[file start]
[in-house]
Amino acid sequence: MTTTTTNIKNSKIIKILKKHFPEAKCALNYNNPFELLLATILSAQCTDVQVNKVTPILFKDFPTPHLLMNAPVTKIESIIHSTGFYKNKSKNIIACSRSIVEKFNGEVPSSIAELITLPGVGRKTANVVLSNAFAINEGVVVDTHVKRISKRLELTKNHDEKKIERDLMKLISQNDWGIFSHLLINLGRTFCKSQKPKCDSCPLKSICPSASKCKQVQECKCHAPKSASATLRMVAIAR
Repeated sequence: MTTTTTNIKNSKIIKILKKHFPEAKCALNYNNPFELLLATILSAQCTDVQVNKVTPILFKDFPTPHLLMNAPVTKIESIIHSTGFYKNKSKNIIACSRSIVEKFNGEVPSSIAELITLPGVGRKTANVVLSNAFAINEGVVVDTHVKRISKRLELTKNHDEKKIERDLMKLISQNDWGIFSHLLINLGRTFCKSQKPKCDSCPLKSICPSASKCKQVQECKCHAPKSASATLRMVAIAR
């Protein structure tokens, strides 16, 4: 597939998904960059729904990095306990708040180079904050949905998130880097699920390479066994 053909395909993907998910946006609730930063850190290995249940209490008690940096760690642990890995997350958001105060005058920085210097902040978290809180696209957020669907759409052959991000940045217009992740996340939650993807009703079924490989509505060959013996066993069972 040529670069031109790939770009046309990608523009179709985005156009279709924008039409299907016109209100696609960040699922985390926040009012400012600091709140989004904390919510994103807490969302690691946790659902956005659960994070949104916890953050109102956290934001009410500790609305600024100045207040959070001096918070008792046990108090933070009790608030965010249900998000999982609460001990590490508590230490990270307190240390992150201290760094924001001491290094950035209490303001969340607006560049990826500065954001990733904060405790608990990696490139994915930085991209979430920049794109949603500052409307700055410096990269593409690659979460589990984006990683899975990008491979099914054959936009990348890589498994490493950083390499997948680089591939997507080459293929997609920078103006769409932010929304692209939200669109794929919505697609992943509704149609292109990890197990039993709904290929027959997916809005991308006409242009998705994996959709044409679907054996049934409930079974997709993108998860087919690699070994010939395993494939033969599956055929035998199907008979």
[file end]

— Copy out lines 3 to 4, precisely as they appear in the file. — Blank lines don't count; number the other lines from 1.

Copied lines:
Repeated sequence: MTTTTTNIKNSKIIKILKKHFPEAKCALNYNNPFELLLATILSAQCTDVQVNKVTPILFKDFPTPHLLMNAPVTKIESIIHSTGFYKNKSKNIIACSRSIVEKFNGEVPSSIAELITLPGVGRKTANVVLSNAFAINEGVVVDTHVKRISKRLELTKNHDEKKIERDLMKLISQNDWGIFSHLLINLGRTFCKSQKPKCDSCPLKSICPSASKCKQVQECKCHAPKSASATLRMVAIAR
């Protein structure tokens, strides 16, 4: 597939998904960059729904990095306990708040180079904050949905998130880097699920390479066994 053909395909993907998910946006609730930063850190290995249940209490008690940096760690642990890995997350958001105060005058920085210097902040978290809180696209957020669907759409052959991000940045217009992740996340939650993807009703079924490989509505060959013996066993069972 040529670069031109790939770009046309990608523009179709985005156009279709924008039409299907016109209100696609960040699922985390926040009012400012600091709140989004904390919510994103807490969302690691946790659902956005659960994070949104916890953050109102956290934001009410500790609305600024100045207040959070001096918070008792046990108090933070009790608030965010249900998000999982609460001990590490508590230490990270307190240390992150201290760094924001001491290094950035209490303001969340607006560049990826500065954001990733904060405790608990990696490139994915930085991209979430920049794109949603500052409307700055410096990269593409690659979460589990984006990683899975990008491979099914054959936009990348890589498994490493950083390499997948680089591939997507080459293929997609920078103006769409932010929304692209939200669109794929919505697609992943509704149609292109990890197990039993709904290929027959997916809005991308006409242009998705994996959709044409679907054996049934409930079974997709993108998860087919690699070994010939395993494939033969599956055929035998199907008979």